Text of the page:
High School Football

Democratic states, US House urge Supreme Court to consider lower court ‘Obamacare’ ruling

CHARLESTON, W.Va. — A Democratic coalition of states and the U.S. House of Representatives are asking the U.S. Supreme Court to review a recent judicial decision on former President Barack Obama’s health care law that left the statute’s future uncertain.

Twenty states and Washington, D.C., filed a brief on Friday asking the nation’s highest court to review the 5th U.S. Circuit Court of Appeals’ decision before the Supreme Court’s term ends in late June. The House submitted a similar brief.

The appeals court ruled 2-1 last month to strike down the health care law’s individual mandate. Congress zeroed out the penalty for not purchasing health insurance as part of the 2017 tax law.

The appeals court also asked a federal district court that previously struck down the entire law to review the Affordable Care Act and determine if other provisions are unconstitutional.

The state coalition wrote the effects of the appeals court’s decision will be widespread; Americans may not be able to make certain decisions if their insurance coverage is not secure, insurance companies may not invest in providing options on the exchange, and states will have to plan for losing federal subsidies ahead of the law’s possible end.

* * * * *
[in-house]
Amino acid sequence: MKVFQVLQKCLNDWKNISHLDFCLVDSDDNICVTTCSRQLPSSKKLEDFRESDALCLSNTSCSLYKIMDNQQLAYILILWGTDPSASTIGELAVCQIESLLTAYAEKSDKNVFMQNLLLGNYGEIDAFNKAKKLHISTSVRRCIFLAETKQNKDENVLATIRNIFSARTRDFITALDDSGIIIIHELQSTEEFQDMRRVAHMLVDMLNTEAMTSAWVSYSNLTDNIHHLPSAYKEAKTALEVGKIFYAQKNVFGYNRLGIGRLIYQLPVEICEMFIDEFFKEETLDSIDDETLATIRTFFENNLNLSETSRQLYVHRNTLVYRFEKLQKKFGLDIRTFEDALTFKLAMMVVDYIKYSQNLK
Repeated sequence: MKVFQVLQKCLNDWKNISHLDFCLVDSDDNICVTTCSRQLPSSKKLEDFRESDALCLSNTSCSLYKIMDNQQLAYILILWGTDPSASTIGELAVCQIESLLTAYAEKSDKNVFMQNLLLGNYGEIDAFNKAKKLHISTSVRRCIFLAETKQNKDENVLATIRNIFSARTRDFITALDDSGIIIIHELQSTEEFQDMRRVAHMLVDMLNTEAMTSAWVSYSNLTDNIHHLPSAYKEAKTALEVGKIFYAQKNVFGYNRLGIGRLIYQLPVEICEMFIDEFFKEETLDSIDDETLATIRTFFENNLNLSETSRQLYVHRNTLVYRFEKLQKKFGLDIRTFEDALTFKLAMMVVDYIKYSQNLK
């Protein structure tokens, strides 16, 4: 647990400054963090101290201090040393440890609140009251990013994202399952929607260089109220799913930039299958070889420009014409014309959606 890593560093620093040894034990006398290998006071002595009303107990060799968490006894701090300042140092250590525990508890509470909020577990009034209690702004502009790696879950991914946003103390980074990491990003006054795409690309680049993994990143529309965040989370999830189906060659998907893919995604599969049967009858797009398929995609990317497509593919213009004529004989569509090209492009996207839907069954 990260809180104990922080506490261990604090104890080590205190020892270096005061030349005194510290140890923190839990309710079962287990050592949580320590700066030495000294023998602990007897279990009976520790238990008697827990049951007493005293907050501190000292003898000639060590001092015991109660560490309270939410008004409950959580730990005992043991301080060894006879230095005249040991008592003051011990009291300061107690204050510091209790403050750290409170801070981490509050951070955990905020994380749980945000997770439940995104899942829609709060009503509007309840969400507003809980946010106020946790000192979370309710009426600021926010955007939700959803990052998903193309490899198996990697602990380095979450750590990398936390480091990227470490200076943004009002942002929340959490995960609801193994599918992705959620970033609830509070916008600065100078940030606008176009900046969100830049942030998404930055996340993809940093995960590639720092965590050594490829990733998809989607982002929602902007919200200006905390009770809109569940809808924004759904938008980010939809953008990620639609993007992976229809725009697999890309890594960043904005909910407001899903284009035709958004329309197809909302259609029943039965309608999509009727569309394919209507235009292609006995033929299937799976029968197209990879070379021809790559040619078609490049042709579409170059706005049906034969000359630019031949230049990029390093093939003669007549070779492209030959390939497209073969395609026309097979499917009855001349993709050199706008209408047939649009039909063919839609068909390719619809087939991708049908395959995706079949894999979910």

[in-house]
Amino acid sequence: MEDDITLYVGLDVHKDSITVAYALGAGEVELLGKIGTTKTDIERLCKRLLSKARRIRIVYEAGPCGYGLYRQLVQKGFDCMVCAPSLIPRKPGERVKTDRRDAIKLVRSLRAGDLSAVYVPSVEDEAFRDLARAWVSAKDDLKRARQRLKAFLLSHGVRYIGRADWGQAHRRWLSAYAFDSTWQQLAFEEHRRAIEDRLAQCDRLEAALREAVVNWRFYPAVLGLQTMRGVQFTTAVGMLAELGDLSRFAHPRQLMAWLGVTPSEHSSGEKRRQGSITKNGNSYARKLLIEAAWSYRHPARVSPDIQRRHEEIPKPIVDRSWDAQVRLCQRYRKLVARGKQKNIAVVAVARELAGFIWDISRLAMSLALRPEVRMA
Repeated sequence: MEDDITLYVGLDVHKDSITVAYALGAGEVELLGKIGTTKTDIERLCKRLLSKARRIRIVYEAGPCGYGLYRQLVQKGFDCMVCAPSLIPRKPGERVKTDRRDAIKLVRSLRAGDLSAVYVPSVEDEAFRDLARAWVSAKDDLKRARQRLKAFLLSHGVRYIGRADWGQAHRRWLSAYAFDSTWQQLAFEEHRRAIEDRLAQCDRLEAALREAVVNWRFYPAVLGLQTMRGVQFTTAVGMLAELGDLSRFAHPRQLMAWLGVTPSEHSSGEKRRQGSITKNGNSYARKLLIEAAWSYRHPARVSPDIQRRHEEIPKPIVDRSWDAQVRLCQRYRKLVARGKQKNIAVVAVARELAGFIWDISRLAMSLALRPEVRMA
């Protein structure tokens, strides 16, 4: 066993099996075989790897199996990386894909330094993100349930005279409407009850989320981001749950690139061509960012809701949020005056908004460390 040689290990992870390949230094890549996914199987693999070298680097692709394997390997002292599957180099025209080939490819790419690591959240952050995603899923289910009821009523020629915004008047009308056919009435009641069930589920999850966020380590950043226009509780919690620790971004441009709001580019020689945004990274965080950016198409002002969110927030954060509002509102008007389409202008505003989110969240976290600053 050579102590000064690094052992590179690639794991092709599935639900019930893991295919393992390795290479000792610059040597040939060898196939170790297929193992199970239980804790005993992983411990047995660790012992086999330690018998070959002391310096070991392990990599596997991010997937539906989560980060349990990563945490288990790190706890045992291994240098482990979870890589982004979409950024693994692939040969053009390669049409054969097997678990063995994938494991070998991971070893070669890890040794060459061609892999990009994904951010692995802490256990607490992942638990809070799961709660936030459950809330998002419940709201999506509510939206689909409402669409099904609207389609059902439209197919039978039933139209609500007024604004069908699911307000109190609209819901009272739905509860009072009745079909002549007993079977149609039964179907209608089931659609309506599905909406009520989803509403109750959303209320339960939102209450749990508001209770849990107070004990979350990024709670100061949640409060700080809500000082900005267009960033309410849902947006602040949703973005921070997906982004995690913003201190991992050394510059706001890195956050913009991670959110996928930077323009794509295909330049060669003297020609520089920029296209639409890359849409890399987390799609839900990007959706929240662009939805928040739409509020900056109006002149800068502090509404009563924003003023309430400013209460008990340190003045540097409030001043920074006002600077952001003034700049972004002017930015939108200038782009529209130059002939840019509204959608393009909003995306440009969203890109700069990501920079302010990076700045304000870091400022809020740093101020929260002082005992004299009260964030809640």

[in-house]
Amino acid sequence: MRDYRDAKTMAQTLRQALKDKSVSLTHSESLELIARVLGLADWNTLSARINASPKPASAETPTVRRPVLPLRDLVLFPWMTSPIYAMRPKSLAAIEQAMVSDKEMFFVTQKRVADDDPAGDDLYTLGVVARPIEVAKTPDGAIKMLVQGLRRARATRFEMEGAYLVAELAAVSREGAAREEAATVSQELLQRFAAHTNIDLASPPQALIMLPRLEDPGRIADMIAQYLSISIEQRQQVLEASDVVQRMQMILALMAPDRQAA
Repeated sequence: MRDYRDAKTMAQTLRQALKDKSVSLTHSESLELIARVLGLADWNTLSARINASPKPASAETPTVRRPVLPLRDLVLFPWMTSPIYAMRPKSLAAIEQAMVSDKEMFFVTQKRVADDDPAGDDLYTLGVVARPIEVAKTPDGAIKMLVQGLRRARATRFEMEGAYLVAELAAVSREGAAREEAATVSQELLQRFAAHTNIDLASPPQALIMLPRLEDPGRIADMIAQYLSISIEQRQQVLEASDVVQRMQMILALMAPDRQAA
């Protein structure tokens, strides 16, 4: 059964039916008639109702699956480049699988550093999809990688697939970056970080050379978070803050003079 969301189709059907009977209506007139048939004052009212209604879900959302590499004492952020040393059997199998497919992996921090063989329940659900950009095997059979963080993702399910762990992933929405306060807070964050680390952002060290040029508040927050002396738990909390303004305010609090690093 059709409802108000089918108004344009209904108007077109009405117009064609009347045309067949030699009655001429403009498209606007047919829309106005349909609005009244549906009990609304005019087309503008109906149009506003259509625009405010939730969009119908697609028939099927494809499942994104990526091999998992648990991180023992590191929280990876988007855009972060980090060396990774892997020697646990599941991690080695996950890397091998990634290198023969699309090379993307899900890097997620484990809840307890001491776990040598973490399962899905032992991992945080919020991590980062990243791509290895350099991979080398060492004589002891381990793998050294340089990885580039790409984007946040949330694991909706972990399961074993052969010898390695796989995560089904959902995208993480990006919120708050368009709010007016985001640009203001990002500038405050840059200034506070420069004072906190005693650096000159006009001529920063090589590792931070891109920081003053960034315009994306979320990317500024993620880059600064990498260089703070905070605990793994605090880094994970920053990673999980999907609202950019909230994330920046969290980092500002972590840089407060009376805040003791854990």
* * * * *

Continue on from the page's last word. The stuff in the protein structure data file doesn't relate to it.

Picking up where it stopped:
“By abdicating the responsibility to address severability and instead remanding the case for interminable (and unnecessary) provision-by-provision trench warfare in the district court, the Fifth Circuit has created an intolerable situation,” the state coalition wrote.

Around 20 million Americans could be at risk of losing their health insurance coverage if “Obamacare” and its provisions — including protections for covering pre-existing conditions and allowing states to expand Medicaid — are ruled unconstitutional.

West Virginia expanded Medicaid coverage in 2014; around 160,000 West Virginians are enrolled as of Monday.

In a motion on expediting court actions, the state coalition argued the “lower courts’ actions” have created uncertainty.

“That uncertainty has already led some States to begin planning for the possibility that the entire ACA might be declared invalid, and to examine additional measures that might be necessary to stabilize their healthcare markets in that event,” the group said. “The shadow cast by the decisions below may also negatively affect the health insurance market in future years by, for example, causing insurers to increase premiums or withdraw from the Exchanges altogether.”

The appeals court’s December decision sent the rest of the law back to the U.S. District Court for the Northern District of Texas. Judge Reed O’Connor struck down “Obamacare” and its individual mandate in December 2018.

West Virginia is one of 18 Republican states — led by Texas — arguing against “Obamacare.” West Virginia Attorney General Patrick Morrisey applauded last month’s decision, yet has previously noted his support for maintaining coverage for pre-existing conditions and people needing Medicaid.

U.S. Sen. Joe Manchin, D-W.Va., has criticized Morrisey’s involvement in the lawsuit since the 2018 midterm elections, in which Morrisey challenged Manchin for the seat.

The Department of Justice supports affirming O’Connor’s decision.





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